Why Are There Naysayers About Pornography Addiction?

There are some people who will never accept the science of addiction, and certainly not pornography addiction. I’m not going to rehash the arguments why it’s real. My life is the best argument. But I’ve come to recognize a few truths in life over my last decade among the humans and one of the biggies is that the people who protest the loudest often have the most to benefit or lose. My favorite example is still Larry Craig. He was a senator from Idaho who fought hard against gay rights. Then he was busted soliciting a male cop in an airport bathroom. When it came time to release a statement, the first four words were: “I am not gay.” Right, Larry.

When I’ve had time lately, I’ve been doing some research on incentive. In the battle against addiction, and even the battle against trauma, I think it plays a bigger role than most recognize. Actually, I think it plays a huge role in all the decisions we make in this world. They’re all based on incentive.

When you see people dismiss pornography addiction, ask yourself why. Are the secretly battling it? Do they want to avoid a conversation about pornography? Are they making money pushing the idea that it’s not addictive? I have no incentive to dismiss video game addiction, which is absolutely real based on the science. Why does someone have an incentive to dismiss pornography addiction?

If you still haven’t watched the video, watch it. Share it. The world needs to know the basics. And if you need some help getting your pornography addiction under control, drop me a line. I’m seeing great results with many of the people I’m working with as a coach.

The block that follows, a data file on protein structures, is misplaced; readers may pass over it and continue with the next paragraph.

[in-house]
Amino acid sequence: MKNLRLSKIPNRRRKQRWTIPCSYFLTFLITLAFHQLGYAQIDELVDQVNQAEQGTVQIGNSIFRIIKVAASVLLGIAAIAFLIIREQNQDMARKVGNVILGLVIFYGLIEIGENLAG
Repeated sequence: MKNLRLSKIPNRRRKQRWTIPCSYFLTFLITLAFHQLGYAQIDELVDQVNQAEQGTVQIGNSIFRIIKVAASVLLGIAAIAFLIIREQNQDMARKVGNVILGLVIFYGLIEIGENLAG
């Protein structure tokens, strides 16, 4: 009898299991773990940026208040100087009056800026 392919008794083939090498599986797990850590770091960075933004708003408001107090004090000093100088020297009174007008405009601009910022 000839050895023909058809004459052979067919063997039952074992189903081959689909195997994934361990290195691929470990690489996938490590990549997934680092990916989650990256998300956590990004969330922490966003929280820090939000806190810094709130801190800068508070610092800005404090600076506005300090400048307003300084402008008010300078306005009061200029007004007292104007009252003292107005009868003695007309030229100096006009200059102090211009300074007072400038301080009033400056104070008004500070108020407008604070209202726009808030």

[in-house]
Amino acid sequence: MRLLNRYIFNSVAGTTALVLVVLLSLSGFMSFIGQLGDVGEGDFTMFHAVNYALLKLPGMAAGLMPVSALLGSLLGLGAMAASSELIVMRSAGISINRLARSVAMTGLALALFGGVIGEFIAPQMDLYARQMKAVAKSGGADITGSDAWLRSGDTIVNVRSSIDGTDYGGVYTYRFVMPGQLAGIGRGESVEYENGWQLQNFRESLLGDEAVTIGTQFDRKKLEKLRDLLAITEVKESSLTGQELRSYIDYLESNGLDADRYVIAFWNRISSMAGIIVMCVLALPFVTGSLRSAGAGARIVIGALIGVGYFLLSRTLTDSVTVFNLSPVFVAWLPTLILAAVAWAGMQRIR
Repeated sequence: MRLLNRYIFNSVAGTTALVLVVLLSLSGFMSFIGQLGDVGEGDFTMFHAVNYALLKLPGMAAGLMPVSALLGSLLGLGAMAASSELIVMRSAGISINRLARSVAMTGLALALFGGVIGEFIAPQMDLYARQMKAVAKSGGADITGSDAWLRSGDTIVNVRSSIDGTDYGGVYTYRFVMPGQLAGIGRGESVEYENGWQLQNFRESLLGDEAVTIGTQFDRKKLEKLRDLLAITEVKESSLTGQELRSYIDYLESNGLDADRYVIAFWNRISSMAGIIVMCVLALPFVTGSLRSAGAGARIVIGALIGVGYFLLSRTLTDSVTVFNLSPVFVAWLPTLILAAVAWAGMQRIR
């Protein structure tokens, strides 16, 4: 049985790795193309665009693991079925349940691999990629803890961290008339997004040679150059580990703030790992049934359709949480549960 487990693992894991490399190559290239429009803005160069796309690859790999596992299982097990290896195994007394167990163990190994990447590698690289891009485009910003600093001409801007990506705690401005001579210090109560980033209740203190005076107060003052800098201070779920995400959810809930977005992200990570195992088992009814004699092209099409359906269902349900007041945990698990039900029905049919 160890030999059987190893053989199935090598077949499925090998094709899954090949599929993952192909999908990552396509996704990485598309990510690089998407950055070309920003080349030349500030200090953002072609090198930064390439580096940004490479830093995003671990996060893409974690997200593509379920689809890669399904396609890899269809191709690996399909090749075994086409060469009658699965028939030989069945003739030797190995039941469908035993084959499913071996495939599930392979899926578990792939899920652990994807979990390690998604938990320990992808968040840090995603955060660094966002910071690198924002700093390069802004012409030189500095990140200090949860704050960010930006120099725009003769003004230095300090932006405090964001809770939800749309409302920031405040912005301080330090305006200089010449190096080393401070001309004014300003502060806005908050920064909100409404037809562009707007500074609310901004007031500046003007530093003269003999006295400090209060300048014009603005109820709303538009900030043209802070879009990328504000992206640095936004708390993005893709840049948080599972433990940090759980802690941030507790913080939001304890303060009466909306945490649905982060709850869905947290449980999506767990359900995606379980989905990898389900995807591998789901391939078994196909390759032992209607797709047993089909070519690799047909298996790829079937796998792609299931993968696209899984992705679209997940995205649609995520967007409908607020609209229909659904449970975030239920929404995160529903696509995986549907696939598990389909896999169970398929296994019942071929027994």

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3 thoughts on “Pornography Addiction Better Than I Can Ever Explain It

  1. For too many decades the only folks who saw porn addiction as being a serious problem were those who did so on “religious” grounds. I watch a lot of YouTube these days (network and cable shows are pathetically vapid for the most part) and I’m pleased to see more and more channels popping up that are devoted to explaining how detrimental, in science-based psychological and neurological terms, it really is. Thanks to experts like yourself, the word is getting out that it’s extremely unhealthy/damaging in the long run. Glad you’re on the front lines of this epidemic, telling the truth about it.

  2. This certainly chimes in with my experience and your comments later also chime in with the issue that many people do not accept the addiction argument, partly because it sounds like an excuse (lots of times people seem to have problems with the difference between a reason and an excuse), and partly because we tend to think about substances being an integral part of addiction. However, as gambling addition gets more and more acceptance, I think we can hope that porn addition will follow and there will be a move from judgment to support and treatment.